Speaker: Laura King
Selected as this year’s ‘Canada’s New Noah’ scholarship winner, Laura King spent the spring, summer, and fall in this little-known tropical nation. The award, given yearly by the NGO Wildlife Preservation Canada, provides early career biologists with hands-on field skills and academic training so they can better contribute to Canadian conservation upon their return. But how does working with pink pigeons, parakeets, and pathogens contribute to helping here? On these tiny faraway islands, success stories with some of the world’s most interesting reptiles, plants, and birds are being written every day. The story of how these feats are accomplished and maintained is a look into the world of modern conservation practices, the talented and sometimes slightly strange biologists keeping these projects on the go, and the unusual species that have inspired devotion and donations from across the world.
Laura King is a conservation biologist with a local NGO, Nature NL board member, and outdoor enthusiast. She spent her undergrad and MSc doing wildlife genetics and toxicology, and has worked in government, universities, and non-profits. Having lived in nine cities, three provinces, three countries, and travelled on six continents, her motto used to be “Gather no moss”, but she has recently decided she rather enjoys the mosses of Newfoundland.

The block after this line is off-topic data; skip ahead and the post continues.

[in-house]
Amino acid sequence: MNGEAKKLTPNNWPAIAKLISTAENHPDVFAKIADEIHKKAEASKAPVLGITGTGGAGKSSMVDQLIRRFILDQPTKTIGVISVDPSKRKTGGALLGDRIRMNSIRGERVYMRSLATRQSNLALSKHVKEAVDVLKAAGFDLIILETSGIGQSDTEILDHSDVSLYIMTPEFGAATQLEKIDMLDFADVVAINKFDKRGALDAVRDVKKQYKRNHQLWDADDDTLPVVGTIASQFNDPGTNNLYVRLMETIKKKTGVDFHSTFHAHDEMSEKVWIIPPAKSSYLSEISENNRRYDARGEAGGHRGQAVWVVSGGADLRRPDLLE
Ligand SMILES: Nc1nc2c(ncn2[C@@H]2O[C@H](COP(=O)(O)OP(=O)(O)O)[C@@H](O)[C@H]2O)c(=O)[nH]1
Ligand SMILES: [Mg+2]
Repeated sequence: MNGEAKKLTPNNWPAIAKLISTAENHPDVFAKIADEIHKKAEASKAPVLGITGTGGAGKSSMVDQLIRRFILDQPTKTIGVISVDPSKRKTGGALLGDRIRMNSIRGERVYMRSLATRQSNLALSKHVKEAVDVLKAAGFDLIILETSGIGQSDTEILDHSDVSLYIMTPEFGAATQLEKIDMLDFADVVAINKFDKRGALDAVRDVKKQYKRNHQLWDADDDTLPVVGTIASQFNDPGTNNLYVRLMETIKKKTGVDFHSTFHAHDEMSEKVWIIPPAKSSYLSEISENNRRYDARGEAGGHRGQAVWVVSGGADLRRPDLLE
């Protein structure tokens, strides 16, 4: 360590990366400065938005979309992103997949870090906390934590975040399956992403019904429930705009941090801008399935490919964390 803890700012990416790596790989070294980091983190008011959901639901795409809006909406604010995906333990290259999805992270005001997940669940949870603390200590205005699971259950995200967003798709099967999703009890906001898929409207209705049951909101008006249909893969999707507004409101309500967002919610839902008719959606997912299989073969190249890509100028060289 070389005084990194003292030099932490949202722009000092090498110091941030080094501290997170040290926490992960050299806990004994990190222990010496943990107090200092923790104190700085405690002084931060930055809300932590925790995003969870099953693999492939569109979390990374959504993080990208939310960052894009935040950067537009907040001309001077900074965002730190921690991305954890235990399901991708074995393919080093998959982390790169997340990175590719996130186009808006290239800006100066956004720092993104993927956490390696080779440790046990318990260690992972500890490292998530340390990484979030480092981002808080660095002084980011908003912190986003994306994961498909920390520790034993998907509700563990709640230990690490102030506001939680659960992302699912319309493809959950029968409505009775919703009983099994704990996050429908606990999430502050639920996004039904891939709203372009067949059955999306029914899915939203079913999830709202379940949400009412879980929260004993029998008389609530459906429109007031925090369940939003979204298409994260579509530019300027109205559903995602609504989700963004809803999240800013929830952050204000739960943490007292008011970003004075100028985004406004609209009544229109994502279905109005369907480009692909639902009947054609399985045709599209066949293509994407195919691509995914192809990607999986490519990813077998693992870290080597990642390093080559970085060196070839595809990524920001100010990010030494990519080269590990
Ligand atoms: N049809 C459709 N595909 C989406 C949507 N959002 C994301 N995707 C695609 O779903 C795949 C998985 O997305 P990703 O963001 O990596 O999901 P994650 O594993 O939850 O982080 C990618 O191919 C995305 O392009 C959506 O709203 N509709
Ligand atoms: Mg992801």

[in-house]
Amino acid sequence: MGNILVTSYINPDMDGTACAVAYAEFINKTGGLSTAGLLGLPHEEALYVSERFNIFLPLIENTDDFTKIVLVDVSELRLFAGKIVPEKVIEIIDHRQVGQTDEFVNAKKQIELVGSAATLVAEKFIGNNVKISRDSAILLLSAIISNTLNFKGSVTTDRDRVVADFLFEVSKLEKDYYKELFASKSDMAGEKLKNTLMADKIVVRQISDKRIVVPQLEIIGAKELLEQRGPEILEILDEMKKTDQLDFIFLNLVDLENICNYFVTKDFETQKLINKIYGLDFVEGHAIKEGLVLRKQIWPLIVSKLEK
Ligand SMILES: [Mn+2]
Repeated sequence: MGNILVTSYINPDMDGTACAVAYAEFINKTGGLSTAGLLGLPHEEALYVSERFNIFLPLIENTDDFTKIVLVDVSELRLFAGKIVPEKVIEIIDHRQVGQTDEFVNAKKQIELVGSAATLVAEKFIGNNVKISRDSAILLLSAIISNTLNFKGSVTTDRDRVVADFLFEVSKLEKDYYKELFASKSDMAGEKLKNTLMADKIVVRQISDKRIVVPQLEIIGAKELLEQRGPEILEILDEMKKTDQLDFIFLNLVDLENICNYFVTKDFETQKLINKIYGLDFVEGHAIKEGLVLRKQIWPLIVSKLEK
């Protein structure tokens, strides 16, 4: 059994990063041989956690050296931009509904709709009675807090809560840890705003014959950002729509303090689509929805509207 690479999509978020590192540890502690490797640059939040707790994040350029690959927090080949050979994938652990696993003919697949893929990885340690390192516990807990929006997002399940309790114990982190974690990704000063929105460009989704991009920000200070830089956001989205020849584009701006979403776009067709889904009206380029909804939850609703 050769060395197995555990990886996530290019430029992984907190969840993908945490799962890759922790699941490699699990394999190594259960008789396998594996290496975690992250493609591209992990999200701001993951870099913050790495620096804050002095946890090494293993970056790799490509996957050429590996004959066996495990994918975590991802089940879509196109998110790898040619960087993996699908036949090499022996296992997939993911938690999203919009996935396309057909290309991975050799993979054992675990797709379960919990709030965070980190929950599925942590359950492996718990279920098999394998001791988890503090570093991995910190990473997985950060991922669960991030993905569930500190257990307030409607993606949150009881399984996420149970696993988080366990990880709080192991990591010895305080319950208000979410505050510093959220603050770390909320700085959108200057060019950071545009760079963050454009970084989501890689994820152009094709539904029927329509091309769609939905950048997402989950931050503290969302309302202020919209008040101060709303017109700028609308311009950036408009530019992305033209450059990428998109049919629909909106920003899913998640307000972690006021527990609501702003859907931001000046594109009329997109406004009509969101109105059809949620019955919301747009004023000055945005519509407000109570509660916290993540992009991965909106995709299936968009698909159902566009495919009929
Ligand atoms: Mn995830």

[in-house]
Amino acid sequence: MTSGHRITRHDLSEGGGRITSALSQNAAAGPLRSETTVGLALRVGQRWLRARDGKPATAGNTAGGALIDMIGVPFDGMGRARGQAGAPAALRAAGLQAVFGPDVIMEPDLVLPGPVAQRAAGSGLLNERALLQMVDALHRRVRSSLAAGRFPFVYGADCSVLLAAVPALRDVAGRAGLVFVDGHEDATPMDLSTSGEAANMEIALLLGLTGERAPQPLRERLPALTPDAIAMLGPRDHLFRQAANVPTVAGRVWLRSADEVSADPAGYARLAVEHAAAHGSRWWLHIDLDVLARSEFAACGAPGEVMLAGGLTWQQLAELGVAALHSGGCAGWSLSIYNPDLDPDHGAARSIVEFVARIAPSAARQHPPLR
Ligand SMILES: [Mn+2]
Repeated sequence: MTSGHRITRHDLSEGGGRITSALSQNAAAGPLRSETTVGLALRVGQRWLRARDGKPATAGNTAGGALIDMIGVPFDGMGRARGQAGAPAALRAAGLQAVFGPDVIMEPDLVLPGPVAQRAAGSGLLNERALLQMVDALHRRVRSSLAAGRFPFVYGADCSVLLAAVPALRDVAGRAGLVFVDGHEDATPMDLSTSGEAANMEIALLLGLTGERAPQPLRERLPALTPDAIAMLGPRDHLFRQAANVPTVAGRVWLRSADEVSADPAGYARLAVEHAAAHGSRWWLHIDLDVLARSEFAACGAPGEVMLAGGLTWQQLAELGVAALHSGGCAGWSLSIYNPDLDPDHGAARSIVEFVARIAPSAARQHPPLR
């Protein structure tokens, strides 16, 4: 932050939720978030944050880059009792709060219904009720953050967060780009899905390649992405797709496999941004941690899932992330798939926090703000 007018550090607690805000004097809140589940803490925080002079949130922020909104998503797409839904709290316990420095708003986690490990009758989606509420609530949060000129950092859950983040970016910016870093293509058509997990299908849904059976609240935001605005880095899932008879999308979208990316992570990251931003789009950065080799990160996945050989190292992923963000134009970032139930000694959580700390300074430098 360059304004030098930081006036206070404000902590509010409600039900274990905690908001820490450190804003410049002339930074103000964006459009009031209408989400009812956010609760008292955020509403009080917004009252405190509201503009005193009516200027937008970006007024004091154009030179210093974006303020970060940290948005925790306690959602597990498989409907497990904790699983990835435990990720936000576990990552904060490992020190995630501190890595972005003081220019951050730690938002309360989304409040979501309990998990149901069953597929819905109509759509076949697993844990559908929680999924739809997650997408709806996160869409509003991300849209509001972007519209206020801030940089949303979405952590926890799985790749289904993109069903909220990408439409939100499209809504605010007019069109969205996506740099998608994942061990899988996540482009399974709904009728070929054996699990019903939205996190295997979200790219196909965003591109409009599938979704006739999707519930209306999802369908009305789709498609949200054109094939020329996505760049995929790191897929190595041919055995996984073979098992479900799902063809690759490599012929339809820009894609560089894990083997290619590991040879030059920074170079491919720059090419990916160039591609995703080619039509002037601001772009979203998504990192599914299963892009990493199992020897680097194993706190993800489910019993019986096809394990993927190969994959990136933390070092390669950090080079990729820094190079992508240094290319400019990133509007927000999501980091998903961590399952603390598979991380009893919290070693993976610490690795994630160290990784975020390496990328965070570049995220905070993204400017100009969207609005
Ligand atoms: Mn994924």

Thursday, November 17, 2016, at 7:30 p.m. at the MUN Science Building, Room SN 2067. Parking available at Lot 15B (by the Music School)
The Next New Birds
Speaker: Ken Knowles
Four hundred and nine species of birds have been seen in insular Newfoundland as of August 2016. New species have been arriving since 1947 at the average rate of two or three a year, and this increase shows no signs of slowing down.
In this presentation Ken Knowles (Avid birder and Naturalist) will naively attempt to predict which species will show up next. What might the bird checklist consist of in the year 2040? By combining patterns of vagrancy, migratory and dispersal tendencies, range expansions, global warming and even future splits, it should be possible to forecast most, but never all, of our new arrivals.
Ken has been birding and photographing birds in Newfoundland for over 30 years. As well as birds, his nature interests include wildflowers, butterflies, and recently dragonflies. After a career as a Trombonist and Professor of Music at Memorial, he retired in 2004 in order to be free as a bird.
Contact us at firstname.lastname@example.org for more details.
Arctic Hare are native to Newfoundland and Labrador and are distributed throughout several regions on the island portion of the province. Population levels for Arctic Hare appear to be stable but continued research and management of their populations and habitat is important.
Arctic Hare typically inhabit higher elevation areas above tree lines or in open barrens near forest.
The Arctic Hare is brown or grey in summer and almost completely white in winter with black on the inside and tips of ears. Arctic Hare are much larger than Snowshoe Hare, measuring up to 70cms.